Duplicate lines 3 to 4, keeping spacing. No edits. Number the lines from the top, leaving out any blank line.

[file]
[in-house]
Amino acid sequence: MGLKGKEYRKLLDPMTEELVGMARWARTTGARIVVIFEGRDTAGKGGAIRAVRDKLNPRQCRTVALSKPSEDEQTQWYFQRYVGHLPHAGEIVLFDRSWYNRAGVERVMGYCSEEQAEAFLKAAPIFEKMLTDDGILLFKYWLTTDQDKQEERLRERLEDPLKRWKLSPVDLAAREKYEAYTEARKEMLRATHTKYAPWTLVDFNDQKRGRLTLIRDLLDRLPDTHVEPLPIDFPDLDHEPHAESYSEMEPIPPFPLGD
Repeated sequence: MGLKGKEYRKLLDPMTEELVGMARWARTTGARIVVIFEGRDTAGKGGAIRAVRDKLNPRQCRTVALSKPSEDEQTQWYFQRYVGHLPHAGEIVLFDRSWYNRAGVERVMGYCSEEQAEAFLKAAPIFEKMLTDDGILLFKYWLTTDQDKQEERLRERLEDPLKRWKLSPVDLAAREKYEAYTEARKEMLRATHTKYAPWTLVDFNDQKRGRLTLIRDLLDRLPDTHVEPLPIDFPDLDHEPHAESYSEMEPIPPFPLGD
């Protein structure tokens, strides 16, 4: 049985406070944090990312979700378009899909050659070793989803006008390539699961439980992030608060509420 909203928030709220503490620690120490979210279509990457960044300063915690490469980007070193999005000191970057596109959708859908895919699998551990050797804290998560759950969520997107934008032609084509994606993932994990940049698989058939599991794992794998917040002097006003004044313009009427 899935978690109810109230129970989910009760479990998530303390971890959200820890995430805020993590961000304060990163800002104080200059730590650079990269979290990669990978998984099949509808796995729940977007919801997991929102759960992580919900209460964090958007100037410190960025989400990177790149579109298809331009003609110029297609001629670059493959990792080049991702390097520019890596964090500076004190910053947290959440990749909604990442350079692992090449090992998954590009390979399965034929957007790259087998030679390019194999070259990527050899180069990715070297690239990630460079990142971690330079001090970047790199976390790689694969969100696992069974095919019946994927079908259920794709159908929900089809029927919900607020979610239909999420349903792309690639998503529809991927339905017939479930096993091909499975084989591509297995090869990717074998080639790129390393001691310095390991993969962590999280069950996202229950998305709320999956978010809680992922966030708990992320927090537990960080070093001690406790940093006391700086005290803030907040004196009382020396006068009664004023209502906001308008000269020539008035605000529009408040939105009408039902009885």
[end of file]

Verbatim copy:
Repeated sequence: MGLKGKEYRKLLDPMTEELVGMARWARTTGARIVVIFEGRDTAGKGGAIRAVRDKLNPRQCRTVALSKPSEDEQTQWYFQRYVGHLPHAGEIVLFDRSWYNRAGVERVMGYCSEEQAEAFLKAAPIFEKMLTDDGILLFKYWLTTDQDKQEERLRERLEDPLKRWKLSPVDLAAREKYEAYTEARKEMLRATHTKYAPWTLVDFNDQKRGRLTLIRDLLDRLPDTHVEPLPIDFPDLDHEPHAESYSEMEPIPPFPLGD
């Protein structure tokens, strides 16, 4: 049985406070944090990312979700378009899909050659070793989803006008390539699961439980992030608060509420 909203928030709220503490620690120490979210279509990457960044300063915690490469980007070193999005000191970057596109959708859908895919699998551990050797804290998560759950969520997107934008032609084509994606993932994990940049698989058939599991794992794998917040002097006003004044313009009427 899935978690109810109230129970989910009760479990998530303390971890959200820890995430805020993590961000304060990163800002104080200059730590650079990269979290990669990978998984099949509808796995729940977007919801997991929102759960992580919900209460964090958007100037410190960025989400990177790149579109298809331009003609110029297609001629670059493959990792080049991702390097520019890596964090500076004190910053947290959440990749909604990442350079692992090449090992998954590009390979399965034929957007790259087998030679390019194999070259990527050899180069990715070297690239990630460079990142971690330079001090970047790199976390790689694969969100696992069974095919019946994927079908259920794709159908929900089809029927919900607020979610239909999420349903792309690639998503529809991927339905017939479930096993091909499975084989591509297995090869990717074998080639790129390393001691310095390991993969962590999280069950996202229950998305709320999956978010809680992922966030708990992320927090537990960080070093001690406790940093006391700086005290803030907040004196009382020396006068009664004023209502906001308008000269020539008035605000529009408040939105009408039902009885």